This title can have a few meanings. We could be reviewing ways to keep producing at your current rate or sustain market share, or we could be addressing the issue of creating a more sustainable production environment. As it turns out the second option will keep the first option possible, or even improve upon it. While the focus in most machine shops is reducing production time and extending machine life, there are direct and indirect resource savings that can be realized when sustainable CNC manufacturing looks at the whole operation.
The topic of energy savings is important, and the need to address it will become even more important as countries try to reach climate reduction goals. Climate protection through management of energy consumption, raw materials, and waste production and handling can be realized in CNC manufacturing. Many advantages are being seen already as by-products of more precise engineering of part design. And machine upgrades, such as automated tool exchangers allow one machine to produce a whole part rather than the time, energy, resources, and labour to move the production between machines. These specific insights into sustainability are good ways to move forward.
The recycling of chaff has long been in practice in CNC machining. The value of steel and its retained strength and performance through recycling makes this an easy solution. New ideas around recycling are beginning to emerge.
Running coolant through centrifuge equipment is a new step in raw material handling that saves both water use and the cost of coolant. Through coolant delivered at the tip of the cutting tool provides both longer tool life and more even wear on the tool flutes. This coolant delivery method is more expensive, but uses less coolant and realizes cost savings in production time and tool replacement.
A new theory put into practice is also the minimum amount of oil used in lubrication as opposed to over-spraying the area. This, again, reduces the input of raw materials.
There may be a need in the future to address the carbon footprint of supply chain materials in your operation. Canada has already implemented a carbon tax for some industries. It’s a good time to start documenting that information now and working on ways to reduce overall CO2 emissions in manufacturing.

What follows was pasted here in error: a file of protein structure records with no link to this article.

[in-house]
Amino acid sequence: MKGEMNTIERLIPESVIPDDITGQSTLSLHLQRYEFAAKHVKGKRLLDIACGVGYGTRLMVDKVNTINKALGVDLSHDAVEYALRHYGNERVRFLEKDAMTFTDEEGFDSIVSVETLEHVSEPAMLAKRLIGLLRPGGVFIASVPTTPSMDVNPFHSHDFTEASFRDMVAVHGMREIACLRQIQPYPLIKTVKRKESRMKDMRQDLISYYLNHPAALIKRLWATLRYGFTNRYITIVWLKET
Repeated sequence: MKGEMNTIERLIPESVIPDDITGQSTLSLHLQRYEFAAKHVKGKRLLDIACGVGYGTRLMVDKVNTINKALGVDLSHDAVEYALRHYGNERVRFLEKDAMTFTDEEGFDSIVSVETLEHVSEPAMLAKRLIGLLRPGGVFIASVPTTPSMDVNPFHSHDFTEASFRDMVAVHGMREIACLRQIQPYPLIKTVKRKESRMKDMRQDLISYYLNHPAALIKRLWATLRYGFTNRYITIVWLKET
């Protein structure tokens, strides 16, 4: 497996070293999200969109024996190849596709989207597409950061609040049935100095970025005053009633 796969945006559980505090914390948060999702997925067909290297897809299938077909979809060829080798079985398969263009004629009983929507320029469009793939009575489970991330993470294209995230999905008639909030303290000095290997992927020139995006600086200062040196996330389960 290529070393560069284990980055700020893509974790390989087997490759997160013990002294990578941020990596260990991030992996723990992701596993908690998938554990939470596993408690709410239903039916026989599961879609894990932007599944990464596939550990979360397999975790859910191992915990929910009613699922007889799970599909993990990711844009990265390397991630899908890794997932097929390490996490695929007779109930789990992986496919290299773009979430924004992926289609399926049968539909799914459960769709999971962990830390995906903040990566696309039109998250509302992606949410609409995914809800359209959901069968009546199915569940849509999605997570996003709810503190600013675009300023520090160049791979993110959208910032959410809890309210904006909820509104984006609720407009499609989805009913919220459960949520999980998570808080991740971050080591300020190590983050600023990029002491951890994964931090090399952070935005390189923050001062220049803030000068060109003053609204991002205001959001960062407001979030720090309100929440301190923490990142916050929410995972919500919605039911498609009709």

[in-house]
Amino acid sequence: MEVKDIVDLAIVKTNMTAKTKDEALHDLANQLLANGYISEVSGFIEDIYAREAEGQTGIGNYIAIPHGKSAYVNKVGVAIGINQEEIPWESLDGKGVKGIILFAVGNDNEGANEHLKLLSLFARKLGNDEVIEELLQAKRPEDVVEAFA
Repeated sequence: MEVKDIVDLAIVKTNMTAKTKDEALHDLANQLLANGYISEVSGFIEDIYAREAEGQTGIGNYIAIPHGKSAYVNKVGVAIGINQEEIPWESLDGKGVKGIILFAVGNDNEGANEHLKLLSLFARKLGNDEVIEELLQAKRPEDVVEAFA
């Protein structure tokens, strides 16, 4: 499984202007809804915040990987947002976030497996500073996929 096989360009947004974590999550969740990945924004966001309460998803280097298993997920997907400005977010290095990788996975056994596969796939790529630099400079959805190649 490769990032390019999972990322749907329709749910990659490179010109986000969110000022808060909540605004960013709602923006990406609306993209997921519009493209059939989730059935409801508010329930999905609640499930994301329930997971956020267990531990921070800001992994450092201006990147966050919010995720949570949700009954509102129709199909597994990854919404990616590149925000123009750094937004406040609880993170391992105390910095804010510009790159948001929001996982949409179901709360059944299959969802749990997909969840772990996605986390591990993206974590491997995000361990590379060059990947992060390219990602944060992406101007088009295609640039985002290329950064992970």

Many steps in production, like regular maintenance, extend tool life and, thus, save on raw material use. Remanufacturing is another method to save tools, rather than replace them.
In a study, it was determined that the number of flutes in a cutting tool has a sweet spot for tool wear balanced with efficiency. It makes sense that more flutes will remove material faster on each revolution of a cutting tool, but too many flutes make it difficult to evacuate chaff, resulting in tool wear. The increased cost of the more intricate tool design must, of course, be weighed against improved production.
The quality of metal to produce the tool should also be considered. Longer life of tools, clamps, and other devices will result from parts made with higher tensile steel, carbide, or ceramics.
Just as it is important to maximize the tool flute for more material contract per revolution, it is equally important to program the toolpath and feed rate to keep the tool in contact with the workpiece as much as possible. New technology like the Mastercam Dynamic Motion software provides the needed confidence for programmers when pushing the limits of cutting tools.
Artificial intelligence will improve the production process even more, allowing for real-time adjustments in a production run with input from cameras and sensors to change speed or alter the cutting path. This programming will allow for tool wear, heat, or chaff build-up to make necessary changes to maintain product quality without shutting down the machine and resetting parameters.
In some ways, CNC machining has been a leader in resource management. Sustainable CNC manufacturing will continue to advance naturally through the fourth industrial revolution. But other considerations, like air conditioning in machining operations, are becoming a more common approach to overall building design, for example, saving energy or improving machine performance through temperature control. Looking at roof space to add solar panels is another example where CNC manufacturers can look beyond the tip of their drill for productivity and energy management.